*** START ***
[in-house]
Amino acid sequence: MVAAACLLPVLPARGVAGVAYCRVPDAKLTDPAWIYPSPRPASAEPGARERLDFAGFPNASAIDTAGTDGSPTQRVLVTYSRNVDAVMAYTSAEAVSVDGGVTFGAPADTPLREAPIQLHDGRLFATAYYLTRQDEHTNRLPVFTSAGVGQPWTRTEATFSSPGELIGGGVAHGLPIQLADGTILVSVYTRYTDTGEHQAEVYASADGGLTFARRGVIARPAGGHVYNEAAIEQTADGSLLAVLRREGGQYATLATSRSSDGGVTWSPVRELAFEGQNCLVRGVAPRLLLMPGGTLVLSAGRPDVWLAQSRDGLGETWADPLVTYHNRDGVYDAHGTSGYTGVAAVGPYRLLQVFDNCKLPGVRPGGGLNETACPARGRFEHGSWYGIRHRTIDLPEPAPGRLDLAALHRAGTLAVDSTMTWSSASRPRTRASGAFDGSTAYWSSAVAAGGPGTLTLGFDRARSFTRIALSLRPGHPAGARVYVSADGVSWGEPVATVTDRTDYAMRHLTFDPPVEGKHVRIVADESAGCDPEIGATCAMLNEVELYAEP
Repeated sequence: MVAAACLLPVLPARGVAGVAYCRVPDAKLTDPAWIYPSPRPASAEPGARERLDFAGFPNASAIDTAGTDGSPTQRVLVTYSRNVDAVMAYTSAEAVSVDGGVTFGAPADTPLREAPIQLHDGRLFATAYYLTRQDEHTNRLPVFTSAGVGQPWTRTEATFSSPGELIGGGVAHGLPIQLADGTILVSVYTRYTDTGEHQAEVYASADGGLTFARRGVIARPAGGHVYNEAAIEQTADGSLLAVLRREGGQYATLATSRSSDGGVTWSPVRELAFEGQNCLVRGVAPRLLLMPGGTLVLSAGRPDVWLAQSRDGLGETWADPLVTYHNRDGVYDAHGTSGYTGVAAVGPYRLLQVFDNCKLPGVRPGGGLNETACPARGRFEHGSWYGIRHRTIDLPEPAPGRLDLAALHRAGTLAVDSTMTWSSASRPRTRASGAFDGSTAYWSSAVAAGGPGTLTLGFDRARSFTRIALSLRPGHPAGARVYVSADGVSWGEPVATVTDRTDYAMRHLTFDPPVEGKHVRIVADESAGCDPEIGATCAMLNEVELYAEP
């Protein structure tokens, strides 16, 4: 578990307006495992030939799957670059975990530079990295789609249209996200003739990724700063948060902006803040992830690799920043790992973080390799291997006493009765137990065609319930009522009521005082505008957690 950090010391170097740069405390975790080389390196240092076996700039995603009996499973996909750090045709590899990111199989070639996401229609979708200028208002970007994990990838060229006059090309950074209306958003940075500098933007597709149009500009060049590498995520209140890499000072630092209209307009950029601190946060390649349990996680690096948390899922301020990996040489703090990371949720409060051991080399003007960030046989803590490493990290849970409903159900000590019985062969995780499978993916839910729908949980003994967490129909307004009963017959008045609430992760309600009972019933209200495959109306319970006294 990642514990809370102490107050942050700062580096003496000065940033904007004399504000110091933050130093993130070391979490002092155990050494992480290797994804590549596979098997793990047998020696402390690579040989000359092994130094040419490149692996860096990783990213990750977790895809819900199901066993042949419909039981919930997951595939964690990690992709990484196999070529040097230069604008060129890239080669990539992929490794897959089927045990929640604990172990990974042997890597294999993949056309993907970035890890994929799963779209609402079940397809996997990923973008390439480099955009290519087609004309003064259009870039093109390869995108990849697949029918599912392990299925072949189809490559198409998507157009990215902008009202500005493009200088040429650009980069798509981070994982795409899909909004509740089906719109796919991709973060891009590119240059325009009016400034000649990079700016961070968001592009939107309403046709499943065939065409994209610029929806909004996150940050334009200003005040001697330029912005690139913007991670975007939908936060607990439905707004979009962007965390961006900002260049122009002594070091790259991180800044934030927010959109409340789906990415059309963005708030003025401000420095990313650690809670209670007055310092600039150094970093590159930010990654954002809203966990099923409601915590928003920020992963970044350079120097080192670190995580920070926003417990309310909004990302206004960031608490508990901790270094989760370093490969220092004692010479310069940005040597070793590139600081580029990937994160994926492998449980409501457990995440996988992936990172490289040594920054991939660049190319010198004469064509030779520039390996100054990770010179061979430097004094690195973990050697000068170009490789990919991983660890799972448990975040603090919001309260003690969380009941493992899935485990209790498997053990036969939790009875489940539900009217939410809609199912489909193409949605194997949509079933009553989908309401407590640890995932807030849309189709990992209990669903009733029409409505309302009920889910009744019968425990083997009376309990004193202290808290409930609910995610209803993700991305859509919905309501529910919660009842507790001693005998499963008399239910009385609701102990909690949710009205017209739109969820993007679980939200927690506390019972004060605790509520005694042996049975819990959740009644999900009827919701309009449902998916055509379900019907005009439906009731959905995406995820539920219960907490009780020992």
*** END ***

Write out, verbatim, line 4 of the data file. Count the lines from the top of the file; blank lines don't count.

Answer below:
């Protein structure tokens, strides 16, 4: 578990307006495992030939799957670059975990530079990295789609249209996200003739990724700063948060902006803040992830690799920043790992973080390799291997006493009765137990065609319930009522009521005082505008957690 950090010391170097740069405390975790080389390196240092076996700039995603009996499973996909750090045709590899990111199989070639996401229609979708200028208002970007994990990838060229006059090309950074209306958003940075500098933007597709149009500009060049590498995520209140890499000072630092209209307009950029601190946060390649349990996680690096948390899922301020990996040489703090990371949720409060051991080399003007960030046989803590490493990290849970409903159900000590019985062969995780499978993916839910729908949980003994967490129909307004009963017959008045609430992760309600009972019933209200495959109306319970006294 990642514990809370102490107050942050700062580096003496000065940033904007004399504000110091933050130093993130070391979490002092155990050494992480290797994804590549596979098997793990047998020696402390690579040989000359092994130094040419490149692996860096990783990213990750977790895809819900199901066993042949419909039981919930997951595939964690990690992709990484196999070529040097230069604008060129890239080669990539992929490794897959089927045990929640604990172990990974042997890597294999993949056309993907970035890890994929799963779209609402079940397809996997990923973008390439480099955009290519087609004309003064259009870039093109390869995108990849697949029918599912392990299925072949189809490559198409998507157009990215902008009202500005493009200088040429650009980069798509981070994982795409899909909004509740089906719109796919991709973060891009590119240059325009009016400034000649990079700016961070968001592009939107309403046709499943065939065409994209610029929806909004996150940050334009200003005040001697330029912005690139913007991670975007939908936060607990439905707004979009962007965390961006900002260049122009002594070091790259991180800044934030927010959109409340789906990415059309963005708030003025401000420095990313650690809670209670007055310092600039150094970093590159930010990654954002809203966990099923409601915590928003920020992963970044350079120097080192670190995580920070926003417990309310909004990302206004960031608490508990901790270094989760370093490969220092004692010479310069940005040597070793590139600081580029990937994160994926492998449980409501457990995440996988992936990172490289040594920054991939660049190319010198004469064509030779520039390996100054990770010179061979430097004094690195973990050697000068170009490789990919991983660890799972448990975040603090919001309260003690969380009941493992899935485990209790498997053990036969939790009875489940539900009217939410809609199912489909193409949605194997949509079933009553989908309401407590640890995932807030849309189709990992209990669903009733029409409505309302009920889910009744019968425990083997009376309990004193202290808290409930609910995610209803993700991305859509919905309501529910919660009842507790001693005998499963008399239910009385609701102990909690949710009205017209739109969820993007679980939200927690506390019972004060605790509520005694042996049975819990959740009644999900009827919701309009449902998916055509379900019907005009439906009731959905995406995820539920219960907490009780020992």